Classroom libraries are a big step toward turning regular students, even those that might be struggling, into voracious readers. But preparing them isn’t as simple as finding a bunch of books and putting them on a shelf. You have to be just as methodical about your library as you are about your lesson plans. Here are some things to keep in mind.
Vary the materials
Just like adults, kids find themselves engaged with a variety of reading materials. Some students might crave young adult fiction, while others like history or other non-fiction books. Some might even just want to sit and read a magazine. With some obvious exceptions, you shouldn’t care what they’re reading as long as they’re reading. Bonus: if you widen your search, it’s easier to find items to stock the library.
Organize by reading level
If teachers organize their library at all, they often do it alphabetically. That might make things easy to find if you know what you’re looking for, but what if you don’t? The whole goal of the library is to turn a browser into a reader. So instead of alphabetizing the books, organize them first by reading level, then by genre. That way, a browsing student knows which books they are capable of reading and also where to find books in which they would be interested. Make it as easy as possible for the browser.
Zero barriers to entry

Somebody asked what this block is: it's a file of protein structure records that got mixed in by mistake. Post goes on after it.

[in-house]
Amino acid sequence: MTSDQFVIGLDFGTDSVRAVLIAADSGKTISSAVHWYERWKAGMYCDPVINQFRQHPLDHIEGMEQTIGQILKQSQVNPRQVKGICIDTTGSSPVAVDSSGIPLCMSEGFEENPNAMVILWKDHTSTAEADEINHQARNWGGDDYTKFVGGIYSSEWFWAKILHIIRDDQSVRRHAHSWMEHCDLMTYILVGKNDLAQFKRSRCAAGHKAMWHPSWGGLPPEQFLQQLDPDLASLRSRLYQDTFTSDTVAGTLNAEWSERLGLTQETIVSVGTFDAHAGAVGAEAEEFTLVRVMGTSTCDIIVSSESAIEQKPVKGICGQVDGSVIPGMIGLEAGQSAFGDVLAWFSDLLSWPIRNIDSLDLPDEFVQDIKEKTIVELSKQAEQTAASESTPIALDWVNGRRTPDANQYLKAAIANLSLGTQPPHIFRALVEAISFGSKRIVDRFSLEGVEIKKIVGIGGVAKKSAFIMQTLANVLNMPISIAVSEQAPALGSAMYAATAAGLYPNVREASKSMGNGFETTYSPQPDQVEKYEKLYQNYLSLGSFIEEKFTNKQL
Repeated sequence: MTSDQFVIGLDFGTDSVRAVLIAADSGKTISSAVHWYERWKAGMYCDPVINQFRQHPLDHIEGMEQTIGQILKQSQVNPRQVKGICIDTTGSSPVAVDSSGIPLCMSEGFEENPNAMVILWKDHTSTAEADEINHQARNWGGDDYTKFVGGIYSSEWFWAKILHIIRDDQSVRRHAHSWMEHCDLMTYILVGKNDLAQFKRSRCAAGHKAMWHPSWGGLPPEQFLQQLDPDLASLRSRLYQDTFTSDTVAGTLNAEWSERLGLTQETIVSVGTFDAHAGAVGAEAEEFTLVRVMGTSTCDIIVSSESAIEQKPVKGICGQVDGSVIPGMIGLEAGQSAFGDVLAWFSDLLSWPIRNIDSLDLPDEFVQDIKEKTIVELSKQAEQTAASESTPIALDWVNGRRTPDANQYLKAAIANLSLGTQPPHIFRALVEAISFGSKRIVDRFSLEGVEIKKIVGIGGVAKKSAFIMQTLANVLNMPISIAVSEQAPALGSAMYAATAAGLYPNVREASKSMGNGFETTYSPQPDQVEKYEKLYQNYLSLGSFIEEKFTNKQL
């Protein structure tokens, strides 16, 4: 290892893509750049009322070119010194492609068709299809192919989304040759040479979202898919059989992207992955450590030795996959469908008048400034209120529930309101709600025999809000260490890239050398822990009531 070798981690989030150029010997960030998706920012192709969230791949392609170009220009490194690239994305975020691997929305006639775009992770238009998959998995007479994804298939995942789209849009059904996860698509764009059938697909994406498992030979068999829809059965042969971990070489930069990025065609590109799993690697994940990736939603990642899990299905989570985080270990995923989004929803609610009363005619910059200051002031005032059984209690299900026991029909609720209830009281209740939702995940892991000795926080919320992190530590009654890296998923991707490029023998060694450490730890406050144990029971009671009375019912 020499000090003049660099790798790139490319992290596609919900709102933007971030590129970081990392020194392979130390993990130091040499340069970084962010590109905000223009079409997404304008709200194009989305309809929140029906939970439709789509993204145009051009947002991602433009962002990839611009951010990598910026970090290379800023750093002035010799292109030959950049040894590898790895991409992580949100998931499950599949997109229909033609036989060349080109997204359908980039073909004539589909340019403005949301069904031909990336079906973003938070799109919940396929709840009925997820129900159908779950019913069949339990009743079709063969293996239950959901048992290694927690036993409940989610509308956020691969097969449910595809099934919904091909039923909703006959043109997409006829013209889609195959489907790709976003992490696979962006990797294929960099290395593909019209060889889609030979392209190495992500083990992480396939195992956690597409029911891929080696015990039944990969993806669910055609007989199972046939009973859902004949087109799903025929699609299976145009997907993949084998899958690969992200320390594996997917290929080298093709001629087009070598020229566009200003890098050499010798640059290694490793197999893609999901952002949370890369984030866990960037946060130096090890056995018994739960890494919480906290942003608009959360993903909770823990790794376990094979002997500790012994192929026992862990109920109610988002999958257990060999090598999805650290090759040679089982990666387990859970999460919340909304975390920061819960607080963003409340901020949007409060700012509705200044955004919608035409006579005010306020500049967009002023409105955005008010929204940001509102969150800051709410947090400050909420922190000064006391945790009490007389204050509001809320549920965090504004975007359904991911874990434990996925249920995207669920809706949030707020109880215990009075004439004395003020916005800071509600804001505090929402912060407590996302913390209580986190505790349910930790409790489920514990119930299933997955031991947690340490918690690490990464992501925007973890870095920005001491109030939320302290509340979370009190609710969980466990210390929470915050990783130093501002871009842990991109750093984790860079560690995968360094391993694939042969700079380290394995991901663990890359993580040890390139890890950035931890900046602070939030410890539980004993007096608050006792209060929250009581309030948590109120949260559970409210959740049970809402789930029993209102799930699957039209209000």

Many teachers make the mistake of asking students to produce something once they’re done with a book from the classroom library. This product might be as complex as a book report or as simple as a quick conversation with you about the book. This can turn a lot of students off from borrowing from the library.
Remember that, above all, you want reluctant readers to use the books. They will be even more reluctant if they know something will be expected of them if they try a new book. Just let it happen naturally. If the library is doing its job, the students will want to talk to you about what they’ve read.
For a lot of students, the teacher with the best classroom library is one of their favorites. It seems to always be the room they want to visit when they need some quiet time. Shaping future readers is one of the most important functions of teaching and your classroom library is a big part of accomplishing that goal.